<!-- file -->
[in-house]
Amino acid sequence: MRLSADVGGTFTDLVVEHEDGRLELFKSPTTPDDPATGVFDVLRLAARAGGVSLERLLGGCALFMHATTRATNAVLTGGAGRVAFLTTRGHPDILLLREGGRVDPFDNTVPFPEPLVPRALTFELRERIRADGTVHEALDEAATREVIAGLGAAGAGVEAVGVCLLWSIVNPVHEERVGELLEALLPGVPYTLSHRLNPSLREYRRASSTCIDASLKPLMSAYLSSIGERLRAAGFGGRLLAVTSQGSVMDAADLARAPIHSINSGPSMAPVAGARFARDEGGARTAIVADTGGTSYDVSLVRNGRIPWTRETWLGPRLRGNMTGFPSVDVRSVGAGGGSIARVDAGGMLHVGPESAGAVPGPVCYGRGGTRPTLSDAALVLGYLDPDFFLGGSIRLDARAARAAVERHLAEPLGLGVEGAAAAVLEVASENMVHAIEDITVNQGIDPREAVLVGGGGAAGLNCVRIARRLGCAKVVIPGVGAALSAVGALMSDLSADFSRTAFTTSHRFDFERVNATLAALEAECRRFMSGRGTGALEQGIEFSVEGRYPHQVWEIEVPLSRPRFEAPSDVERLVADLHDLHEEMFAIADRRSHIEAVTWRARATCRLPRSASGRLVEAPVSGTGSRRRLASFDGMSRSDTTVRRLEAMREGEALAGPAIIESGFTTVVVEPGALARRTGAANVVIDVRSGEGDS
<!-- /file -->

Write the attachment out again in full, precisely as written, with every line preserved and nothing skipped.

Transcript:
[in-house]
Amino acid sequence: MRLSADVGGTFTDLVVEHEDGRLELFKSPTTPDDPATGVFDVLRLAARAGGVSLERLLGGCALFMHATTRATNAVLTGGAGRVAFLTTRGHPDILLLREGGRVDPFDNTVPFPEPLVPRALTFELRERIRADGTVHEALDEAATREVIAGLGAAGAGVEAVGVCLLWSIVNPVHEERVGELLEALLPGVPYTLSHRLNPSLREYRRASSTCIDASLKPLMSAYLSSIGERLRAAGFGGRLLAVTSQGSVMDAADLARAPIHSINSGPSMAPVAGARFARDEGGARTAIVADTGGTSYDVSLVRNGRIPWTRETWLGPRLRGNMTGFPSVDVRSVGAGGGSIARVDAGGMLHVGPESAGAVPGPVCYGRGGTRPTLSDAALVLGYLDPDFFLGGSIRLDARAARAAVERHLAEPLGLGVEGAAAAVLEVASENMVHAIEDITVNQGIDPREAVLVGGGGAAGLNCVRIARRLGCAKVVIPGVGAALSAVGALMSDLSADFSRTAFTTSHRFDFERVNATLAALEAECRRFMSGRGTGALEQGIEFSVEGRYPHQVWEIEVPLSRPRFEAPSDVERLVADLHDLHEEMFAIADRRSHIEAVTWRARATCRLPRSASGRLVEAPVSGTGSRRRLASFDGMSRSDTTVRRLEAMREGEALAGPAIIESGFTTVVVEPGALARRTGAANVVIDVRSGEGDS